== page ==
Helping parents with the empty nest...

<p>Okay, so I'm a current medical school student (going into my second year...graduated HS in 2001), and tommorow my little brother is moving into my old fraternity house. I'm excited to have him follow me to my alma mater and to what made my undergrad years so amazing (the fraternity). It really made me proud that he earned a bid and will be able to share the experience with me. I'm beaming on the inside.</p>

<p>However, my biggest concern at the moment is not my brother but my there anything I can do to help them with this change in their lives? They live in suburban KC, and I live in Omaha, my little brother in Lincoln NE (so it's not like we can come home every weekend). Not to get to deep into details, but their marriage has been a little rocky since I left for college. Do any empty nesters have any suggestions for things they liked when their kids were away? We've never been a family big on phone calls, and I'm super busy during the school year (med school sucks), but what things can I do to help them?</p>

<p>I mean, I feel like I've been what every parent hopes their child to be to some extent (what parent wouldn't want their child to be a doctor...not that they've ever forced me to follow this path), but looking at the future and how my parents get along, I feel like I have to give some effort to help them deal with the changes or otherwise everything will fall apart.</p>

<p>How wonderful that your little brother will share some of your experiences - sounds like you two have a close bond.</p>

<p>As far as your parents go, please realize that you (and your brother) are not responsible for your parents' relationship to each other. As their son, you have the responsibility to honor your parents - show them respect and be concerned for their overall safety and well-being. Staying in contact and keeping them part of your life, sharing your experiences and allowing them to mentor you as you desire will be a blessing to them. Your living a life of integrity and accomplishment sends a message to them that they've "done right" in their parenting role.</p>

<p>Whether you're a medical student, a businessman, or whatever, your life will always be full of too many things to do. If you can shoot a quick e-mail (it doesn't have to be a major missive) their way, they would appreciate it. I do know that parents think a lot more about their kids than kids do their parents. It's just a fact of life.</p>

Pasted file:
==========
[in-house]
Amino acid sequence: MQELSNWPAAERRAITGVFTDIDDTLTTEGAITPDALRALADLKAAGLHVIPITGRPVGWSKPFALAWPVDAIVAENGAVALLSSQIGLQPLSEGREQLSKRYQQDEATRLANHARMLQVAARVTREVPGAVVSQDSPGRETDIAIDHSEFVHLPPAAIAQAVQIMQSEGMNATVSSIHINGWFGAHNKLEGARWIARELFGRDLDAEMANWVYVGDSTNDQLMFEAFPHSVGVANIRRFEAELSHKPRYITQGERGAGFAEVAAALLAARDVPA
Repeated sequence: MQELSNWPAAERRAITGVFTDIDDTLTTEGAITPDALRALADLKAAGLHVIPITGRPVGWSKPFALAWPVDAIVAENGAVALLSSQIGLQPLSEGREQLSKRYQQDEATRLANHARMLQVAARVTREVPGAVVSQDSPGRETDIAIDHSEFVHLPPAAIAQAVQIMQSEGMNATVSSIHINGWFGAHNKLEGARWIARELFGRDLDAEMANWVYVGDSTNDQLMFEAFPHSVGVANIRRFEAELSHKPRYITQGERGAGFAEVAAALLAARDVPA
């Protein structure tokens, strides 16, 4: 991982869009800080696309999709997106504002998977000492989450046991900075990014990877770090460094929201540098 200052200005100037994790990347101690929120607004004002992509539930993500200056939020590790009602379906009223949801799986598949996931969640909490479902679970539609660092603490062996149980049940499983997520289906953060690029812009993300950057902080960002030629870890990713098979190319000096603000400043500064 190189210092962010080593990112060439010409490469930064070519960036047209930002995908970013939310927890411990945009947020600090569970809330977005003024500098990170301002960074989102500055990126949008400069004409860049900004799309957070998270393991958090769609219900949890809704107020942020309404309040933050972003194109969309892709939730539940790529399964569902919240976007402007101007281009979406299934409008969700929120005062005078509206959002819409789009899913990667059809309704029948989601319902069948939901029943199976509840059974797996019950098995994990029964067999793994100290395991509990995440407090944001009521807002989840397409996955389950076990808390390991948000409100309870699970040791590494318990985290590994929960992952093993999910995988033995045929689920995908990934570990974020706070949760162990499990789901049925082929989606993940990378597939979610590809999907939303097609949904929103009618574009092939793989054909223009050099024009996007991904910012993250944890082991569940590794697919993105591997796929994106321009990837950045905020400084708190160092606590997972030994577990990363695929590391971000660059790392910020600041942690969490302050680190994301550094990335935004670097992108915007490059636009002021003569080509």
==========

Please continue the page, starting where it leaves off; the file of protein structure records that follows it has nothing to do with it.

<p>My husband and I are about to become empty-nesters. From what I've observed from others who have already walked down this path, it seems that this new chapter in a marriage can be the cause of stress and strain (there's no more childrearing "glue" to sustain the relationship) or else be the cause of renewal and growth (more time for each other and pursuing new interests).</p>

<p>It is a little daunting to adjust to a "new kind of normal" in life, and I've always appreciated encouraging words from others. Just as your parents have cheered you on, so you can cheer them on with positive comments and confidence in their abilities to adapt. The rest is up to them.</p>

<p>You should be very proud of your accomplishments. I am sure your parents are. My son, who is my only child, left for college two weeks ago. This is needless to say a very difficult time for me. It will be difficult for your parents also, but what I try to remember and hopefully they will too, is this is what I spent the last 18 years working toward. Launching my child into the world with the life skills to make him sucessful.</p>

<p>Regarding your parents relationship, this is probably not something you should worry about. Hopefully, they will now have the time to get to know each other again. Go out on dates. Travel at will. Take a class together. This could be a very good time for them. </p>

<p>Regardless of what happens, you should always remember that your parents love you and nothing will ever change that. Good luck to you. Sounds like you are on the road to a great career in medicine. That is admirable as not everyone can do that.</p>

<p>I totally agree that your parent's relationship is not your responsibility. This is their milestone to deal with. However, as a current empty nester who is still trying to adjust, some things that you and your brother can do will make it easier:
1. Stay in touch in what ever way is reasonable, eg. a weekly phone call, occasional e-mails, etc. Share your ups and downs with them if you can.
2. Show appreciation for your parents' thoughtfulness when they do things for you.
3. Remember birthdays, mother's/father's day, etc.... even when you're too busy to deal with a gift, a card will communicate that you're thinking of them.</p>

<p>It certainly seems like you already are a very thoughtful son. Sounds like your parents are lucky.</p>